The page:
Finance Minister Mike de Jong presents the audited public accounts at the B.C. legislature Tuesday

B.C. budget surplus $353 million

The B.C. government finished the fiscal year in March with a surplus of $353 million by keeping overall spending growth below one per cent

The B.C. government finished the fiscal year in March with a surplus of $353 million by keeping overall spending growth below one per cent, according to audited public accounts released Tuesday.

It’s the first official surplus budget for B.C. since the 2008-09 recession, and a bigger surplus than what was promised by the B.C. Liberal government in last year’s election campaign.

Total program spending increased only 0.4% during the year, which Finance Minister Mike de Jong credited mainly to a hiring freeze and restrictions on discretionary spending in ministries. Health care spending rose $360 million over the previous year, which was more than $500 million lower than the forecast in the government’s post-election budget. Education spending was up $299 million, while spending in natural resource ministries fell $337 million.

The province stayed in the black despite taxation revenues coming in $402 million less than the budget forecast. Natural resource revenues to the province exceeded forecasts by $109 million.

NDP finance critic Mike Farnworth said the surplus budget was achieved “by picking the pockets of hard-working British Columbians” with higher fees and increases to BC Hydro, ICBC and other rates. Farnworth said the public accounts show B.C. residents are paying an extra $300 million a year in fees and licences, not counting the latest increases to BC Hydro and Medical Services Plan rates.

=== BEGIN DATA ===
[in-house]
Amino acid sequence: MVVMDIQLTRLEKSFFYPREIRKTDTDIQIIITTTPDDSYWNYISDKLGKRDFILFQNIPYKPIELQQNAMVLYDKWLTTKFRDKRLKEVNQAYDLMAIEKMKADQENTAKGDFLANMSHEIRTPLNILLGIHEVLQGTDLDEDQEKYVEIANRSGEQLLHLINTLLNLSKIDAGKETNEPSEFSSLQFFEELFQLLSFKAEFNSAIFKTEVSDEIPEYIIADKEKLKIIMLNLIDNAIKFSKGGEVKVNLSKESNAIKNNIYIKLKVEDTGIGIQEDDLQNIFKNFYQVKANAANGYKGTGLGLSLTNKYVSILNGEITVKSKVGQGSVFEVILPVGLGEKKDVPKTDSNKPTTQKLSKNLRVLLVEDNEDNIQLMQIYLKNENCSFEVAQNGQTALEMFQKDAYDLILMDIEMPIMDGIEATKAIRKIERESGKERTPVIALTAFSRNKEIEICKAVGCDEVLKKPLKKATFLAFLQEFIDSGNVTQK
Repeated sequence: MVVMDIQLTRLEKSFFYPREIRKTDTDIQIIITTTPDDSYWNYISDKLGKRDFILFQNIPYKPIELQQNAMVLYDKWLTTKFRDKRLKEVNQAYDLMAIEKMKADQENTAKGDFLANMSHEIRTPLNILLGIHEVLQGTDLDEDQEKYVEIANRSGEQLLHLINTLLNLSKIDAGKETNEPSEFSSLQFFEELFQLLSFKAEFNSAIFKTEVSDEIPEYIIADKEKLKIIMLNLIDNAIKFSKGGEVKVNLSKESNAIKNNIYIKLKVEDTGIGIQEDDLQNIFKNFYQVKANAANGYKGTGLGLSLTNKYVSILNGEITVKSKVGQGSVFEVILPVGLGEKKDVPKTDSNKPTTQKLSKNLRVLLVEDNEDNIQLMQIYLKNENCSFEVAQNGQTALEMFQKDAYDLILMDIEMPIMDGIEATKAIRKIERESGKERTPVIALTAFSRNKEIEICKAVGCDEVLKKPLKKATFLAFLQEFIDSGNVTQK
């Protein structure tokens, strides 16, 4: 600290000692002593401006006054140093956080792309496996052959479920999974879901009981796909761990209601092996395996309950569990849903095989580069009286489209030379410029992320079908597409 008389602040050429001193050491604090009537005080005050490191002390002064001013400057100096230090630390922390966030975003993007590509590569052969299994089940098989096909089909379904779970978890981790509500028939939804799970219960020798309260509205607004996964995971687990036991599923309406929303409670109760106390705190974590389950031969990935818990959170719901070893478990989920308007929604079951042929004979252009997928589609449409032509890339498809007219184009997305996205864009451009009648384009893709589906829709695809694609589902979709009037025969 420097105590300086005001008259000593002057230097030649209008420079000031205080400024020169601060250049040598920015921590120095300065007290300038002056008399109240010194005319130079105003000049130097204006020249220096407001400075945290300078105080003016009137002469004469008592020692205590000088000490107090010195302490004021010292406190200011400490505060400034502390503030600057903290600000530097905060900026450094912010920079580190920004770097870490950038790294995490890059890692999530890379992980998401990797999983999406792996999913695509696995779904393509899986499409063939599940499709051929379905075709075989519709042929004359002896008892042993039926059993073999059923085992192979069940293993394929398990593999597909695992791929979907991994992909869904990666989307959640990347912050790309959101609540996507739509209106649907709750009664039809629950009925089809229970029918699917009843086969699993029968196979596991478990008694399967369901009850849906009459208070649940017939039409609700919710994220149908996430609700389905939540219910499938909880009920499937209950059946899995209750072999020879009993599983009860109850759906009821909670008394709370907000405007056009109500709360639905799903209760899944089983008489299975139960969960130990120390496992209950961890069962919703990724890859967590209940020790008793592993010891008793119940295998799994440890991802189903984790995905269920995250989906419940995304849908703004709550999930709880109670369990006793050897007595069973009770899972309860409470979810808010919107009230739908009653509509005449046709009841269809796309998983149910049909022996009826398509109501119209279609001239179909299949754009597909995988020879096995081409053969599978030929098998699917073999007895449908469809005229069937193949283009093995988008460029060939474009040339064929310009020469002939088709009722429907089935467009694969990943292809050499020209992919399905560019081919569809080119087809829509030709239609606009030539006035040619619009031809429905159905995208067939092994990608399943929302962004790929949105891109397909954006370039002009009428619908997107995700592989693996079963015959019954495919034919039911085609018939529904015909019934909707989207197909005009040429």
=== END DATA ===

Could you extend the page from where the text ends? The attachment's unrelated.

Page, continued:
De Jong noted that the province’s total debt continues to rise, topping $60.8 billion including debt of BC Hydro and other Crown agencies.

“We are borrowing to build instead of paying for the groceries,” de Jong said of the additional debt, which includes $3.2 billion for schools, highways, transit and hospitals.

B.C.’s debt stands at 18.2% of gross domestic product, about half of the level of Ontario and the federal government’s debt-to-GDP ratio.

 

Just Posted

Slush and snow on highways this weekend

A snowfall warning is in effect from Hope to Merritt

Lake Country website gets design overhaul

The new website will be launched after Jan. 29

Kelowna marketing company excited to be nominated for award

Twirling Umbrellas has been nominated for the second time for the Small Business BC Awards

One fatality in Highway 97 collision in Vernon

Two vehicles involved in crash that has halted traffic

Lake Country rescue held for couple stuck in snow

The couple was taking late night photos when their vehicle became stuck

What’s happening

Find out about events happening in your community this weekend

Women’s movement has come a long way since march on Washington: Activists

Vancouver one of several cities hosting event on anniversary of historic Women’s March on Washington

Liberals’ 2-year infrastructure plan set to take 5: documents

Government says 793 projects totalling $1.8 billion in federal funds have been granted extensions

Workers shouldn’t be used as ‘pawns’ in minimum wage fight: Wynne

Comments from Kathleen Wynne after demonstrators rallied outside Tim Hortons locations across Canada

John ‘Chick’ Webster, believed to be oldest living former NHL player, dies

Webster died Thursday at his home in Mattawa, Ont., where he had resided since 1969

World’s fastest log car made in B.C. sells for $350,000 US

Cedar Rocket auctioned off three times at Barrett-Jackson Co., netting $350,000 US for veterans

Thunderbirds ground Rockets

A week after a 6-2 win in Kent, WA, the Rockets fall to Seattle Friday in WHL action

Bad timing: Shutdown spoils Trump’s one-year festivities

Trump spends day trying to hash out a deal with Senate Minority Leader Chuck Schumer

RCMP nail alleged sex toy thief

Shop owner plays a role in arrest

Most Read